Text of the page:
Festivus Goes Commercial

Who needs a Christmas tree when you can buy a Festivus Pole? The website ChosenCulture.com offers a miniature pole that is being marketed as a way to celebrate the fictional holiday that was made famous by Jerry Stiller's character Frank Costanza in a 1997 episode of "Seinfeld.

" Fed up with the commercialism of Christmas--and the toy store battles he found himself embroiled in--Frank invented what he called "a Festivus for the rest of us." Marked by such rituals as the "Airing of Grievances," in which people tell loved ones how they've disappointed them over the past year, and "Feats of Strength," where the head of the household has to pin the other members of the family, Wikipedia.org explains that Festivus is in fact celebrated "in varying degrees of seriousness" nationwide. Lest you need more information--or even some good Festivus recipes--a new book chronicles the truth and fiction of the holiday.

News Organization: Remind People It's Christmas

The online Christian news organization WorldNetDaily.com is stocking its online store with items that will help its readers share with the world their celebration of Christmas. From Christmas tree-shaped car magnets that say, "It's the Reason for the Season" to wristbands bearing the message, "Just Say Merry Christmas," WorldNet says the merchandise is "the perfect and elegant way to show how you feel about Christmas."

Dear Jerry Falwell,

The Rev. Barry Lynn, head of Americans United for Church and State, has posted an angry open letter to the Rev. Jerry Falwell on his website. In it, he announces to Falwell that "there is no war on Christmas." Criticizing Falwell's "Friend or Foe" campaign, in which Falwell maintains a list of companies that are friendly or antithetical to Christmas, Lynn writes, "I am a friend of the Constitution and a foe of intolerance. You should be too."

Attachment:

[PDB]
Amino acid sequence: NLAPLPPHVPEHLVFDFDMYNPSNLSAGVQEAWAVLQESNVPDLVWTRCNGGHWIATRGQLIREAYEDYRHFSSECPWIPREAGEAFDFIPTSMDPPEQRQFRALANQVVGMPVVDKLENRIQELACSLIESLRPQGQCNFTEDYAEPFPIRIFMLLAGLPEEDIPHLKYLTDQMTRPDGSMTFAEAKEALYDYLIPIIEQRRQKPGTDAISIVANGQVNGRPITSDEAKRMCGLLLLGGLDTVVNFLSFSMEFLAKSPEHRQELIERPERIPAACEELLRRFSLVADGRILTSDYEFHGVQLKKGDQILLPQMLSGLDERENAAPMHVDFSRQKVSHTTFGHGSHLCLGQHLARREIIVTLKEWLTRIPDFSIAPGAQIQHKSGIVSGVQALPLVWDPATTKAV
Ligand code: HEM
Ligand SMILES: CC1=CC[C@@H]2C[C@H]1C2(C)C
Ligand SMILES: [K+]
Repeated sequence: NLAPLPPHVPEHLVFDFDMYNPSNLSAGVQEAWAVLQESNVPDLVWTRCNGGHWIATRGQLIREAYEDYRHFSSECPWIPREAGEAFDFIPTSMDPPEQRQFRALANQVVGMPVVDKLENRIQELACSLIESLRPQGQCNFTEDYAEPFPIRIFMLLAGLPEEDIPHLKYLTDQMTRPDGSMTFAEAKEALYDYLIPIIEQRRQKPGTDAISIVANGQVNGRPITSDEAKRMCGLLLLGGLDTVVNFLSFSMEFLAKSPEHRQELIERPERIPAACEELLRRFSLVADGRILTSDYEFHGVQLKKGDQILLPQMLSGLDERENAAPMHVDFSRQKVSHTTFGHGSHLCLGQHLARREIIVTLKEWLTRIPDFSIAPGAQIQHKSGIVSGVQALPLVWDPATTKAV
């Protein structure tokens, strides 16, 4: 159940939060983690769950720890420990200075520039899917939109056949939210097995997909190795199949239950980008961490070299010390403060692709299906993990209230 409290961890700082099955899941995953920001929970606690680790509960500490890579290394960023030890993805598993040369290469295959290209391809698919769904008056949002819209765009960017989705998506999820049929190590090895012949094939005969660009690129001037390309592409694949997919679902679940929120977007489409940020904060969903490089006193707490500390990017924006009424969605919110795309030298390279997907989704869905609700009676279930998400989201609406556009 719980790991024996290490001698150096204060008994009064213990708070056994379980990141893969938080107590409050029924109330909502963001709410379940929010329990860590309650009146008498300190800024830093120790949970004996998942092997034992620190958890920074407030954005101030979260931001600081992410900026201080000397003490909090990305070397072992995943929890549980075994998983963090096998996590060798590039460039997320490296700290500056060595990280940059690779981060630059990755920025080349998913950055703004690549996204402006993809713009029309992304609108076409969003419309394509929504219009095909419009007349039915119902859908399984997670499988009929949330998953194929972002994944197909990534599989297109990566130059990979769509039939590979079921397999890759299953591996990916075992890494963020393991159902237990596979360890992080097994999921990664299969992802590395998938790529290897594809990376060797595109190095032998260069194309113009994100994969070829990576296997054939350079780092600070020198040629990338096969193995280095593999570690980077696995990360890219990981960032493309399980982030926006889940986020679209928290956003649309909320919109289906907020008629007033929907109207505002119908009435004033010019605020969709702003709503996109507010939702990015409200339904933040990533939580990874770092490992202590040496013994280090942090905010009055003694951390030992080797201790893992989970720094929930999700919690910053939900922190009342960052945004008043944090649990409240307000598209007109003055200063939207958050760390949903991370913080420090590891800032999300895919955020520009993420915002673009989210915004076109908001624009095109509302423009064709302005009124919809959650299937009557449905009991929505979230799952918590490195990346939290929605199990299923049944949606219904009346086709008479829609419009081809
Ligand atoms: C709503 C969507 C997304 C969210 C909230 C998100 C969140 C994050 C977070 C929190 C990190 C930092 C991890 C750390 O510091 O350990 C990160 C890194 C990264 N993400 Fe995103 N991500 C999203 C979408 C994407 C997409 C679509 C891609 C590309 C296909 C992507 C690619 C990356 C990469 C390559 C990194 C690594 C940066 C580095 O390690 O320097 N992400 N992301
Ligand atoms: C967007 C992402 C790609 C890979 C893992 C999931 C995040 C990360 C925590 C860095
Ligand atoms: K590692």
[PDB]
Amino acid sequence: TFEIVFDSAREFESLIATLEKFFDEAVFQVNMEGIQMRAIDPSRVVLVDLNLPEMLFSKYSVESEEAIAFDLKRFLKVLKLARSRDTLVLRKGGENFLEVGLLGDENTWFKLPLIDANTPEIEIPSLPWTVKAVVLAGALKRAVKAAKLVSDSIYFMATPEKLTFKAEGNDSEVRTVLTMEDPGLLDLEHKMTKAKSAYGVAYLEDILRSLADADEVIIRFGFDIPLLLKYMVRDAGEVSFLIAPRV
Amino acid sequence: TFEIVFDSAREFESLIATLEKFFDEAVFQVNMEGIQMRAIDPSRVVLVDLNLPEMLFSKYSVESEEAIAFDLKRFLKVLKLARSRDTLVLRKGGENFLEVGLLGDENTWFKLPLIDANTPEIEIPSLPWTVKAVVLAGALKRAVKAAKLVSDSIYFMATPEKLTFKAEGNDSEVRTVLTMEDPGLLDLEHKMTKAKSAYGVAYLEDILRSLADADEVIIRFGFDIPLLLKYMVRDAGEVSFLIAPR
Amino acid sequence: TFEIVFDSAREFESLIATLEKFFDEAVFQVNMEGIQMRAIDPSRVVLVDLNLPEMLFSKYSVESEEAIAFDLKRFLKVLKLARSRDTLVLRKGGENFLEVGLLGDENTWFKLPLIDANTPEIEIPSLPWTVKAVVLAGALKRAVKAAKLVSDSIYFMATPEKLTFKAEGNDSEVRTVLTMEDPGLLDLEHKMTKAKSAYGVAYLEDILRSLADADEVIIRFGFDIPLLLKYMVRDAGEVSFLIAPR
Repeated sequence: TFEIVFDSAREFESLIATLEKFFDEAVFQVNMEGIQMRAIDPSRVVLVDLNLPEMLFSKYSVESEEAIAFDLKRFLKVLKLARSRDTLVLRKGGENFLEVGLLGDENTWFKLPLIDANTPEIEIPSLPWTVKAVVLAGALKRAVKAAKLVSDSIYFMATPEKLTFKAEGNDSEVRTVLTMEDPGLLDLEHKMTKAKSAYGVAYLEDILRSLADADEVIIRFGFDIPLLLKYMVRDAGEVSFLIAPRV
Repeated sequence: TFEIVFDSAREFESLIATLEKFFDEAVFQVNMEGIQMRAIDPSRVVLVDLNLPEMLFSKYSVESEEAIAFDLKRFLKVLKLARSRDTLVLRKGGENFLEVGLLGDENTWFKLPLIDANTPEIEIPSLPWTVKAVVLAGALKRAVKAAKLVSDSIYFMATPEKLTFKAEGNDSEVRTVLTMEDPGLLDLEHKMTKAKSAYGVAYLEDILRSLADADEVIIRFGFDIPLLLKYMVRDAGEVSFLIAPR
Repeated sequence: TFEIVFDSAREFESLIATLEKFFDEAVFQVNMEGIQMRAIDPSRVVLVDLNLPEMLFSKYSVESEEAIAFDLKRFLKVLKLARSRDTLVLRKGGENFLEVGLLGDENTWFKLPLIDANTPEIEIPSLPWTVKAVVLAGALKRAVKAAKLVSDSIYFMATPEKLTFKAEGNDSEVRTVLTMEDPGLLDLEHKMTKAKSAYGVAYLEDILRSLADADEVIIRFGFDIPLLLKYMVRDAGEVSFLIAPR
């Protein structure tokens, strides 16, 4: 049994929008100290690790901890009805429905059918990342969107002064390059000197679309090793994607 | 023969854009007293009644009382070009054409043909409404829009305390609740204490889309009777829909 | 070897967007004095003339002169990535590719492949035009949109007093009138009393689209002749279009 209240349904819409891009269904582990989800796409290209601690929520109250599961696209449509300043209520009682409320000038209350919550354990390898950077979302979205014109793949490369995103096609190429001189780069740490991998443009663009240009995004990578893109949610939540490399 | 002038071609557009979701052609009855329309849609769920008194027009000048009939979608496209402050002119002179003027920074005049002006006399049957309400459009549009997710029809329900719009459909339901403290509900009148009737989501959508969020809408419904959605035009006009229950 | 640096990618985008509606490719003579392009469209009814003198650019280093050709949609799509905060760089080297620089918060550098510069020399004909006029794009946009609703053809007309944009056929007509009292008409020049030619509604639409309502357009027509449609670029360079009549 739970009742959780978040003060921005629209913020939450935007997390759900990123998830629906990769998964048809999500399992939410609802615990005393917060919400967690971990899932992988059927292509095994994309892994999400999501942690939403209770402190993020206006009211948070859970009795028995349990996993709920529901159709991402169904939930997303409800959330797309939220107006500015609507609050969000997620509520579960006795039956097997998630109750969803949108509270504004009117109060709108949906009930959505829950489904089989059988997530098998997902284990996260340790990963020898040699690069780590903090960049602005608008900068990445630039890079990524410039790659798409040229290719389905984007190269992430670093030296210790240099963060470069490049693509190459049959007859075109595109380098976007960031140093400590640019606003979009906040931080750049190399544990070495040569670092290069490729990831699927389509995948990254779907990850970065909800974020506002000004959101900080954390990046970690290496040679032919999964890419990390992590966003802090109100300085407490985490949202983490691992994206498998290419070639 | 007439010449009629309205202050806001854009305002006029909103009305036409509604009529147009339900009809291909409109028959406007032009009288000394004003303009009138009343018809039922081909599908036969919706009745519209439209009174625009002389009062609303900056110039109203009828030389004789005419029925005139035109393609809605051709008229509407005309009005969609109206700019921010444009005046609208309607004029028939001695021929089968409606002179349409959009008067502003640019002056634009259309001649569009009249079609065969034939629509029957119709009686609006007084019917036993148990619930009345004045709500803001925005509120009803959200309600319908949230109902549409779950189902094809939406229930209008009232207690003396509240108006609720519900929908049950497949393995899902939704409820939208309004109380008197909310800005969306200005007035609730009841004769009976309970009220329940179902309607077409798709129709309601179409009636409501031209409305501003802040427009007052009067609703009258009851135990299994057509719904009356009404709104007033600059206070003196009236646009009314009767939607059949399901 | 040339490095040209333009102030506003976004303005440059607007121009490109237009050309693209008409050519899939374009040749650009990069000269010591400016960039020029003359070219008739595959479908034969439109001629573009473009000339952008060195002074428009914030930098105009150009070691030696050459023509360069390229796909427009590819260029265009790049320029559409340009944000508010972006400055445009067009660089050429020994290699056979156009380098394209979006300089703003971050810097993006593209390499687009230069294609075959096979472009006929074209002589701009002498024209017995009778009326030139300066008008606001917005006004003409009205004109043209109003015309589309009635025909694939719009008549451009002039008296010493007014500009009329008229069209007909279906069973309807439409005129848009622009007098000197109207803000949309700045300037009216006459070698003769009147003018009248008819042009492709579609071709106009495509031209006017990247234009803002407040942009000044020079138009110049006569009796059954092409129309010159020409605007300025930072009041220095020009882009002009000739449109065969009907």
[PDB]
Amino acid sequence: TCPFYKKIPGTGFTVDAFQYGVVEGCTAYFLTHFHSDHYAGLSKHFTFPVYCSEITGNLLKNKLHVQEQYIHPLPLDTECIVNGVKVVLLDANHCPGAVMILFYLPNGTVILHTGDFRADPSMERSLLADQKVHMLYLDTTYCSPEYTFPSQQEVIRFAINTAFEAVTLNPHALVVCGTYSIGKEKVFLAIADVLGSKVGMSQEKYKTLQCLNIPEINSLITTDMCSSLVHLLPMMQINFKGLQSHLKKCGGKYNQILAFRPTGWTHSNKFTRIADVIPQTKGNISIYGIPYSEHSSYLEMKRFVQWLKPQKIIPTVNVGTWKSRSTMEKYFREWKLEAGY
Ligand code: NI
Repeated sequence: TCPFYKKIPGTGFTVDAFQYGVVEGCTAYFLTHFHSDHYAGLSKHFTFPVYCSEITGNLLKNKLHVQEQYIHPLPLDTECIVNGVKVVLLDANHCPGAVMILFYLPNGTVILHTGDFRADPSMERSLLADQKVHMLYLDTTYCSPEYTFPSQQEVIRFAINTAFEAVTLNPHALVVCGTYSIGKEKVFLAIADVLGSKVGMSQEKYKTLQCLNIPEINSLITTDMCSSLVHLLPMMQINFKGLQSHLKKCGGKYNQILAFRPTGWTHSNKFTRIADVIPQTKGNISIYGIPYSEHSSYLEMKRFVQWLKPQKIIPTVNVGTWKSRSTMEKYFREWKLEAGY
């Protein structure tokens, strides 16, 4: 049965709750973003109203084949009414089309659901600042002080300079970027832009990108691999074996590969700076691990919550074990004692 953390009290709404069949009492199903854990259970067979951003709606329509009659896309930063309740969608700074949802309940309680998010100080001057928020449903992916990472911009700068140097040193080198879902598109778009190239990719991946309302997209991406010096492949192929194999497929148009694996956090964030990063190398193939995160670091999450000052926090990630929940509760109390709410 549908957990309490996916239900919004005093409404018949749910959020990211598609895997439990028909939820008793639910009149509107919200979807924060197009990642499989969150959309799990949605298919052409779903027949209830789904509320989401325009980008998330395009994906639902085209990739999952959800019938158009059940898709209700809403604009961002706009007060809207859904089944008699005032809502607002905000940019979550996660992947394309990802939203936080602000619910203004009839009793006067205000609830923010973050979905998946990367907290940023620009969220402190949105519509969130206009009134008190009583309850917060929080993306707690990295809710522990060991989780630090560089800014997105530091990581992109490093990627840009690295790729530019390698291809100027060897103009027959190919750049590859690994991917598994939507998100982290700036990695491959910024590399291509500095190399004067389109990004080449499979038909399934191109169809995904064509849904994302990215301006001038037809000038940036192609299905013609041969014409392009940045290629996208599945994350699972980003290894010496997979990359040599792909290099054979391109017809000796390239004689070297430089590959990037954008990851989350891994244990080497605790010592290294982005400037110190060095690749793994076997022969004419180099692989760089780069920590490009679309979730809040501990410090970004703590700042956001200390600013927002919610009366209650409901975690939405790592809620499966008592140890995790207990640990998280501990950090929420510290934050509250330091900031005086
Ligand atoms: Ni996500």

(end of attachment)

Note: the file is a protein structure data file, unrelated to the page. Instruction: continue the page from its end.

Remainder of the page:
Would Jesus Shop at Wal-Mart?

Not every boycott of Wal-Mart is about the company's substitution of "holidays" for "Christmas". The group "Wake Up Wal-Mart" has launched a television ad asking the question, "Should people of faith shop at Wal-Mart?" The ad, which opens with Luke 6:31 ("Do unto others as you would have them do unto you."), mentions the discrimination lawsuit brought against Wal-Mart by more than 1 million women, the lack of health insurance for 600,000 Wal-Mart workers, and the accusations that the company has broken child labor laws.

Is that Paris in a Manger?

Debates over nativity scenes displayed in front yards, public squares, and in front of government buildings are perennial December fare. But a Paris Hilton Christmas display? The Associated Press reports a story from a Cranston, Rhode Island home, where the owners have posted a brightly-lit Christmas display featuring the socialite heiress. Neighbors are up in arms, with one telling the reporter "he would be upset if his young grandchildren came to associate Christmas with a naked woman. He'd prefer the kids to think of Santa Claus. After all, [the neighbor] said, "He's been around longer."

The "Point" of Christmas

Listen to today's episode of NPR's "On Point" to hear a spirited debate over the "Happy Holidays"/"Merry Christmas" wars. Or, for some lighter fare, check out these politically correct Christmas cartoons from newspapers across the country.